Hypertension found in children exposed to pesticides

Higher blood pressure in children is associated with pesticide exposure during a heightened pesticide spraying period , according to a new study published in the journal Environmental Research.

This study involved boys and girls living near flower crops in Ecuador. Mother's Day is celebrated in May in most of the world and is a holiday with one of the highest sales of flowers. Ecuador is among the largest commercial flower growers in the world, with significant rose exports to North America, Europe, and Asia. Commercial rose production relies on the use of insecticides, fungicides, and other pest controls, but little is known about their human health effects.

Researchers assessed 313 boys and girls, ages 4 to 9 years old, residing in floricultural communities in Ecuador. The children were examined up to 100 days after the Mother's Day harvest. The analyses are part of a long-term study of environmental pollutants and child development in Ecuador.

In a previous study, the research team reported that children examined sooner after the harvest displayed lower performances in tasks of attention, self-control, visuospatial processing, and sensorimotor than children examined later, according to the study abstract.

Children examined sooner after the Mother's Day harvest had higher pesticide exposures and higher systolic and diastolic blood pressures compared to children examined later. In addition, children who were examined within 81 days after the harvest were three times more likely to have hypertension than children examined between 91 and 100 days, said according to first author Jose Suarez, MD, PhD, assistant professor in the Department of Family Medicine and Public Health at the University of California San Diego School of Medicine.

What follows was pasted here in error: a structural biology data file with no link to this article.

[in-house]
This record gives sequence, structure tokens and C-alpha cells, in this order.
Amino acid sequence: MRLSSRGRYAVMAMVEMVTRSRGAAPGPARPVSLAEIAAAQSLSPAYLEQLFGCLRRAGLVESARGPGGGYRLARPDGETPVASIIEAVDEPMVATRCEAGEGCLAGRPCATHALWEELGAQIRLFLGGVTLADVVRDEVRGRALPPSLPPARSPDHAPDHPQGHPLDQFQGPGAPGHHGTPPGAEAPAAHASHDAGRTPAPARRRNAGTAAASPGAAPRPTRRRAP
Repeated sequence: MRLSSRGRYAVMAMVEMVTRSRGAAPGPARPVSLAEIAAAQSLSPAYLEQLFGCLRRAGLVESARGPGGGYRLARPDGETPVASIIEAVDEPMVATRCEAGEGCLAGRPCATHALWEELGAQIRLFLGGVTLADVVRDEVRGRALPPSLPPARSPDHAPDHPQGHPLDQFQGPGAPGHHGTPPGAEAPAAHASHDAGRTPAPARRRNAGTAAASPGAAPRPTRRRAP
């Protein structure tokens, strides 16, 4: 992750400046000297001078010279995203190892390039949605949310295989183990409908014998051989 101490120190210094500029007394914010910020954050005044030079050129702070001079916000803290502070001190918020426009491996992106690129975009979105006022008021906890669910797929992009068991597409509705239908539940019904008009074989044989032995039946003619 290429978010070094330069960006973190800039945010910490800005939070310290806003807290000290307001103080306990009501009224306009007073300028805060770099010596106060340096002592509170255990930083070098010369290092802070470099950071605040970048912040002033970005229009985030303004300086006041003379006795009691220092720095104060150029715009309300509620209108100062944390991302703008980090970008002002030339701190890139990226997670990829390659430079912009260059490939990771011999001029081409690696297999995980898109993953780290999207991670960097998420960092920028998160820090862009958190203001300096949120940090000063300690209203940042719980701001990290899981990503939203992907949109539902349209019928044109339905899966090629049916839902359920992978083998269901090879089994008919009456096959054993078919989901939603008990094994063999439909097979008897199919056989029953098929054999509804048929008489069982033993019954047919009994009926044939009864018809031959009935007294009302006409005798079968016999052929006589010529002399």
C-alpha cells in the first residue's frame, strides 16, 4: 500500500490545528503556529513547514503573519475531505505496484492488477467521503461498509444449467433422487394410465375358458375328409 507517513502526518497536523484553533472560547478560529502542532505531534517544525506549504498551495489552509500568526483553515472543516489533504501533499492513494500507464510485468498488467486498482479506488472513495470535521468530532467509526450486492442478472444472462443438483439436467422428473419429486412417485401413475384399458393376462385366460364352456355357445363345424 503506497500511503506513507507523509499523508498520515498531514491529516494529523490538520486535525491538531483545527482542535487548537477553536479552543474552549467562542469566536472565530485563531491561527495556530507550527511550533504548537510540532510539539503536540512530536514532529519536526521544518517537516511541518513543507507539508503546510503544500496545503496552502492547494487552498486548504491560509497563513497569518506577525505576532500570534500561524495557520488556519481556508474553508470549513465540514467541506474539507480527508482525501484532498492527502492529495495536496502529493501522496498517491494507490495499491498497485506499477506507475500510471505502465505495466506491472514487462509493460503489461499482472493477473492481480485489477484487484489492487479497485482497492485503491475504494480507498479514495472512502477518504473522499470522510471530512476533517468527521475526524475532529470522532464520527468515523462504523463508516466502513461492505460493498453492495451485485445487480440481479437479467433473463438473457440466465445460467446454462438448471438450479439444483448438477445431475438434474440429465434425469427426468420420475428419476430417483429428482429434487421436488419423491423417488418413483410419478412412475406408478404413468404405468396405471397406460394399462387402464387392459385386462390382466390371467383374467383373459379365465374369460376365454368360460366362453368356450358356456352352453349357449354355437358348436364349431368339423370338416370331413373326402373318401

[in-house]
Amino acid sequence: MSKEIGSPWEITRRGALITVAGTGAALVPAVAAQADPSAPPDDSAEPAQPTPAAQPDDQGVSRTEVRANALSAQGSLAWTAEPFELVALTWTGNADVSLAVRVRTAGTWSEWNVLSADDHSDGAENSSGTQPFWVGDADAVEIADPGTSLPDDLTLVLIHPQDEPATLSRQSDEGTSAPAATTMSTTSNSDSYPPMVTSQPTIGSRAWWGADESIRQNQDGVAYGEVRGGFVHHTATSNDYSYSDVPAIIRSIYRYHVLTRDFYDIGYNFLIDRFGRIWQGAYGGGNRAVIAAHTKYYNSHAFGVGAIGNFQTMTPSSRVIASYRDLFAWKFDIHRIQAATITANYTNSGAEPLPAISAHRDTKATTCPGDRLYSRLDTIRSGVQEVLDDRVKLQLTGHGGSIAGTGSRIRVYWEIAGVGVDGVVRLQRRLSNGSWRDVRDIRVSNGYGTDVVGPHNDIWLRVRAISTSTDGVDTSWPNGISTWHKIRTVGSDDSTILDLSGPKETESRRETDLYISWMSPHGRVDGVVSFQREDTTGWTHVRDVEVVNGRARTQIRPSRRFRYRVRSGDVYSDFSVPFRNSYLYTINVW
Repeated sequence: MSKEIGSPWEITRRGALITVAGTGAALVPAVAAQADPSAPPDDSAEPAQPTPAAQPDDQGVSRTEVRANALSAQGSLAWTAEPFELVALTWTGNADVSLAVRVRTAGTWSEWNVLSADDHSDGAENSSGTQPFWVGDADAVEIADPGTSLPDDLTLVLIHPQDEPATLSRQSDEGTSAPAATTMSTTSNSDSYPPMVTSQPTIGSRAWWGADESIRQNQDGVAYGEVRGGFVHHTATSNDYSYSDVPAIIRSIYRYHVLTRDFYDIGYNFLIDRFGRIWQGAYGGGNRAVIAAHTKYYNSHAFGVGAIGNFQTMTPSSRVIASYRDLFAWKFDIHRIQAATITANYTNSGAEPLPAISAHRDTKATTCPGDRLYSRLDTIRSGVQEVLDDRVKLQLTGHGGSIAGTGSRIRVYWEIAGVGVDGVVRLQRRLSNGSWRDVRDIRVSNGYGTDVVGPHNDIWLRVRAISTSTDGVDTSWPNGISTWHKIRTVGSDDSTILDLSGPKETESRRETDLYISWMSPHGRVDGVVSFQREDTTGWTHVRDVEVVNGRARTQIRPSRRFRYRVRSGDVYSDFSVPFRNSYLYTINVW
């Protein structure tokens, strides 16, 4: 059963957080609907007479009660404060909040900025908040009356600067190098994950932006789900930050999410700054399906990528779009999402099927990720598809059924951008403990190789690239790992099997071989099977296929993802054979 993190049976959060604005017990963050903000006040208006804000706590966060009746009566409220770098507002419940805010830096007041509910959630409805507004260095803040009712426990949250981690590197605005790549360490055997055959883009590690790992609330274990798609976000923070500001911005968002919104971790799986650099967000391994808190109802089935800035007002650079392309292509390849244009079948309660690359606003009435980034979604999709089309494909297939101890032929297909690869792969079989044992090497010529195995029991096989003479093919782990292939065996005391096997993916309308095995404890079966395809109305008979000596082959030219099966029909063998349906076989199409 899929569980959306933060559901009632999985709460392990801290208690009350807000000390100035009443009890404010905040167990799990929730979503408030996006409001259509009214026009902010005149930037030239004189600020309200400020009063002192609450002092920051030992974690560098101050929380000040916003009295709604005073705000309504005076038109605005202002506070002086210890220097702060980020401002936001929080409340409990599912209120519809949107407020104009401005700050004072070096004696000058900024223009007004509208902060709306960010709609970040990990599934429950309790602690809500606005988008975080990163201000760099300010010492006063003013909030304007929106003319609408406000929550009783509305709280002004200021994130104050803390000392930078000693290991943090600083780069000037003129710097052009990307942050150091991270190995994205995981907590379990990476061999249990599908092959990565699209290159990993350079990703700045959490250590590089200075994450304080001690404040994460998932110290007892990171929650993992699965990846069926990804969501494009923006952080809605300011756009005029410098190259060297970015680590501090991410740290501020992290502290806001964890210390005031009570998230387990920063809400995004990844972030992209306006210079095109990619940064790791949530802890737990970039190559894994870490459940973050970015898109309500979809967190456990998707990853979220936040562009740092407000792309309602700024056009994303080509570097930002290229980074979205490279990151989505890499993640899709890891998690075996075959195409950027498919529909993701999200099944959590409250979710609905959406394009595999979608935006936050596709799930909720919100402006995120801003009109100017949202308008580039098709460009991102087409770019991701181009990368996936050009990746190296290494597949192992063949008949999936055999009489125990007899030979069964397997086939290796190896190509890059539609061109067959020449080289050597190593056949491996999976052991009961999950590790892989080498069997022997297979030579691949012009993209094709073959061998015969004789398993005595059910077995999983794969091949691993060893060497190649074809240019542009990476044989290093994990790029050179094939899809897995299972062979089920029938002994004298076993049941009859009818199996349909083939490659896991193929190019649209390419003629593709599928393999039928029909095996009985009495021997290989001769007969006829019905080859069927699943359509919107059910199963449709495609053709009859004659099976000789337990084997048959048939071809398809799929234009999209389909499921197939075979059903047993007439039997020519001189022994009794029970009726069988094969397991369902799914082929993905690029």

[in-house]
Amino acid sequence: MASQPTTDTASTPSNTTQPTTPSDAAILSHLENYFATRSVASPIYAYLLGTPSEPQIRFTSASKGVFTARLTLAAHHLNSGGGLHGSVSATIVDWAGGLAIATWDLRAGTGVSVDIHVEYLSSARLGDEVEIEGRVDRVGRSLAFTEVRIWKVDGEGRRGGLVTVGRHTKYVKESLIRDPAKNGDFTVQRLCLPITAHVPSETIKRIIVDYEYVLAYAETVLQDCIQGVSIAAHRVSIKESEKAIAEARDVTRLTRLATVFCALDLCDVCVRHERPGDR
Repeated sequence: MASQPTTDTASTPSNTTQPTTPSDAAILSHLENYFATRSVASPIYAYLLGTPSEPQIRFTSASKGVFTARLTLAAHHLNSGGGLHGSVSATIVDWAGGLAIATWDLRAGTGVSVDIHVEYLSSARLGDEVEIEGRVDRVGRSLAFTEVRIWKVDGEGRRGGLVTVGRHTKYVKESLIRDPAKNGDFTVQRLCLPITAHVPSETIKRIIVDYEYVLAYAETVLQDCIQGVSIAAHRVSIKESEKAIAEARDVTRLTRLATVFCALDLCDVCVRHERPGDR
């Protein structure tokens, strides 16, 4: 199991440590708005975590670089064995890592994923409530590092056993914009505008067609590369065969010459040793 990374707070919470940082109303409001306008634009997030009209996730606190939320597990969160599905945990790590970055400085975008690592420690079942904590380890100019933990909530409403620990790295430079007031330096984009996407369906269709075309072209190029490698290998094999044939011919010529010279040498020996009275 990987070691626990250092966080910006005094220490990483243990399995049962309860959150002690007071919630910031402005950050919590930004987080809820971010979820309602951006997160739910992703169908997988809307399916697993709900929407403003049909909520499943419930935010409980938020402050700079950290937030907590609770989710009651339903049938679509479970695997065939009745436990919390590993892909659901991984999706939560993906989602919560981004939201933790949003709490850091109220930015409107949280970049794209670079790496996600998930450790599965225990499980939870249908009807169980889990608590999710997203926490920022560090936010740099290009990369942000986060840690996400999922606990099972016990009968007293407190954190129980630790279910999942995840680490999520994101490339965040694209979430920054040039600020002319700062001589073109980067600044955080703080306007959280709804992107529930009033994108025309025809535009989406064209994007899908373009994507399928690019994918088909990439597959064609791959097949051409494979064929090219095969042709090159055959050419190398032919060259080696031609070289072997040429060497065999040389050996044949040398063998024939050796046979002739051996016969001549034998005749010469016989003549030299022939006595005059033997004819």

Research regarding the effects of pesticides on the cardiovascular system is limited, but researchers said there is some evidence that insecticides, such as organophosphates, can increase blood pressure. Organophosphates and several other classes of insecticides and fungicides are commonly used to treat flowers for pests before export.

"These new findings build upon a growing number of studies describing that pesticide spray seasons may be affecting the development of children living near agricultural spray sites," said Suarez. "They highlight the importance of reducing the exposures to pesticides of children and families living near agriculture."